I am extremely confident that Apple will introduce the ability to set blocks as actions for UIActionSheet (and UIAlertView) in iOS 6. Still, for exercise and because I want to support iOS 5 until iOS 6 is actually released, I set out to implement that.

When I tweeted about it, several people pointed me to existing implementations:

So I could have used one of these. BUT I like to understand the code I’m using and also I’m still learning, so better to solve the problem myself and talk about it. Also there are some implementation choices that I don’t agree with on these projects.

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Associated Objects

There’s a neat feature in the Objective-C runtime that very few people know about and even less dare to use them. Undeservingly so, because they are very useful. I’m referring to Associated Objects.

In this recipe I’ll show you how to use them and have a great example of where I used them myself … for the first time.

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Mine is Longer than Yours

Everybody is shortening URLs these days. While this saves spaces in Tweets it has several disadvantages for the user: you don’t see the domain that this link refers to. And you know that for certain clicks on the short URL are recorded and data-mined. Just have a look at my public bit.ly timeline. I check there often … pure vanity.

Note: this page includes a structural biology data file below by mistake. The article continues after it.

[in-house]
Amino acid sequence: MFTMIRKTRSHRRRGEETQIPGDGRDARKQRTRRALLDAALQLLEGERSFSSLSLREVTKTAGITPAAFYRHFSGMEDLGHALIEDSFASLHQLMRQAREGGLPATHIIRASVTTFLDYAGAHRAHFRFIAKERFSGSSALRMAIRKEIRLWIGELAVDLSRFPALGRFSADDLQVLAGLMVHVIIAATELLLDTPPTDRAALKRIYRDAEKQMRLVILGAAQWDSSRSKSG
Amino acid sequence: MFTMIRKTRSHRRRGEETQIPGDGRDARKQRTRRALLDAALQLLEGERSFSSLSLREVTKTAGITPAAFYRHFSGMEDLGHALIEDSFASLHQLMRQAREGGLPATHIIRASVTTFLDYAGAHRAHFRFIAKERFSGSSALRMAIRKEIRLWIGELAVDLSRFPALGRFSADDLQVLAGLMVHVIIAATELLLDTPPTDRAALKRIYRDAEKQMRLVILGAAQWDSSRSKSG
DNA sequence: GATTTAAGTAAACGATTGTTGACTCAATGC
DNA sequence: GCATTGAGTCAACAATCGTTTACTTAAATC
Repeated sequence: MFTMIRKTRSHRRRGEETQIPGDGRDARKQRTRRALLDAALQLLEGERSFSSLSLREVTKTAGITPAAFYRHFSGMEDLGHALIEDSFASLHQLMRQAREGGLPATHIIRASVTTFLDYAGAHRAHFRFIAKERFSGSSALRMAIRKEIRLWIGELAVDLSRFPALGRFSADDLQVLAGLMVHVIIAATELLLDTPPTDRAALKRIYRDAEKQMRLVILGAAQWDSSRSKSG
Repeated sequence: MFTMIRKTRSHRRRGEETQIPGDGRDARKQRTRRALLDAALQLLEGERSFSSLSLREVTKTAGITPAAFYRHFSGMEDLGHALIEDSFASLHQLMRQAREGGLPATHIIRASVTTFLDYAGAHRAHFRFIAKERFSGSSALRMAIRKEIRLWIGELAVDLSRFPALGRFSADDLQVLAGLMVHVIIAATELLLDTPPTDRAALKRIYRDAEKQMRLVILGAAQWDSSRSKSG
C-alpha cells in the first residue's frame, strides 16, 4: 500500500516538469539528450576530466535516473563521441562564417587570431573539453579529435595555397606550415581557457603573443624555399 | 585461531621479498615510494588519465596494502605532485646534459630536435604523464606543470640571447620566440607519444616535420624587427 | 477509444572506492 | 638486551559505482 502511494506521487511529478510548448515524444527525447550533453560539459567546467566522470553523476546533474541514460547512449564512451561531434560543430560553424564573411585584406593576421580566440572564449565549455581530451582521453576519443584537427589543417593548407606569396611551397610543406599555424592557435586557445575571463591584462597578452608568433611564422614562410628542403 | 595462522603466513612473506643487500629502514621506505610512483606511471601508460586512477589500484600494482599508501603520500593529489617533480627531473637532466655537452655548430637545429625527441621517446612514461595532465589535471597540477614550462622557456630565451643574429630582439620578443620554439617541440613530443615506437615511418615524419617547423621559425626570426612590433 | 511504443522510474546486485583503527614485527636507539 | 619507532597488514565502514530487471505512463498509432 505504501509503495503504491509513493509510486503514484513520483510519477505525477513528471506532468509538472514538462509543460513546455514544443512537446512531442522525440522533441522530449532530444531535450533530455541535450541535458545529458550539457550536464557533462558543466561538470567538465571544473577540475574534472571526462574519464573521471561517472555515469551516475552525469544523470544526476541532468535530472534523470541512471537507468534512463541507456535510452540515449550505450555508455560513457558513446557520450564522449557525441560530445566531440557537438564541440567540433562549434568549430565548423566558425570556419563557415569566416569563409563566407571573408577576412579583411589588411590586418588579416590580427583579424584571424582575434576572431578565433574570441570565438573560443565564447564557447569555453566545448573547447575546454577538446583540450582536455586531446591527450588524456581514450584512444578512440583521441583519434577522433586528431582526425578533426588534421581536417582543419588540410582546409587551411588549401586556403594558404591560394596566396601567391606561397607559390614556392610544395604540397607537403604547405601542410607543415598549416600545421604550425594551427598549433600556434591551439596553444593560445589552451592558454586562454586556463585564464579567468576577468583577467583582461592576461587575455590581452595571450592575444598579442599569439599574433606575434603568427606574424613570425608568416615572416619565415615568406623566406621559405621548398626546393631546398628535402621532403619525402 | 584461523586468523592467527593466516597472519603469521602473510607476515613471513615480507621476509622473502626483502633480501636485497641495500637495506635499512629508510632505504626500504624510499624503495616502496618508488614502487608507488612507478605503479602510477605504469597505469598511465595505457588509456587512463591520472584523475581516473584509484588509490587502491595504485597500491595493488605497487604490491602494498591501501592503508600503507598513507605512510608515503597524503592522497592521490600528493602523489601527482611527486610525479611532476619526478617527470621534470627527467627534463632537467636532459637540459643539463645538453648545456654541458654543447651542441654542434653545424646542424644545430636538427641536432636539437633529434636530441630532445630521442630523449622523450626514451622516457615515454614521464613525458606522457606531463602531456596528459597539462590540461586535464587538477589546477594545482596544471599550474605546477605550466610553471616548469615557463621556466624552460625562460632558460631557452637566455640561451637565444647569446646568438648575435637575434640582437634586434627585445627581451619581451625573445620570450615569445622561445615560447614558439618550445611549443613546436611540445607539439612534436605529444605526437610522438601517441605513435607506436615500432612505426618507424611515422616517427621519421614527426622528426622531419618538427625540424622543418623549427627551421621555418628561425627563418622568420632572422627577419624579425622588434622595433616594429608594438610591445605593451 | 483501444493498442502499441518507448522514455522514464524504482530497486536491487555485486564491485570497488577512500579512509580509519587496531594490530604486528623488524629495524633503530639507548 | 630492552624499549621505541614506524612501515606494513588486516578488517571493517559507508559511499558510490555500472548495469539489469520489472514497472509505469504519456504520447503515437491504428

You might remember my hobby project Tweet Curator which allows the filtering of tweets that have certain domains. Now the next extension of this concept would be to also expand those pesky short URLs and use the referred domains for blocking too. There is NO hiding any more!

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Let’s Bounce!

You probably have seen it hundreds of times, it’s become so natural to you that you probably don’t consciously notice it any more. I’m speaking of the bouncing of icons on the dock in OS X. The method how those pesky little critters (aka “Icons”) try to win your attention. Me! Me! ME!

This animation is probably the one you see the most in your day-to-day business working on code on a Mac. Yet I have never seen anybody using it in an iOS app. Why? It’s not that this animation is the sort of Clippy that everybody hopes to forget about some day. It’s something that well established and we know what it means.

When I asked around (on Twitter) and looked around (on Google) was only found a couple of “spring loaded” formulas, but nothing concrete that would enable me to get this animation added to my app. So I researched it and now I’m happy to present to you … 3 Methods of bouncing.

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Twitter.framework Tutorial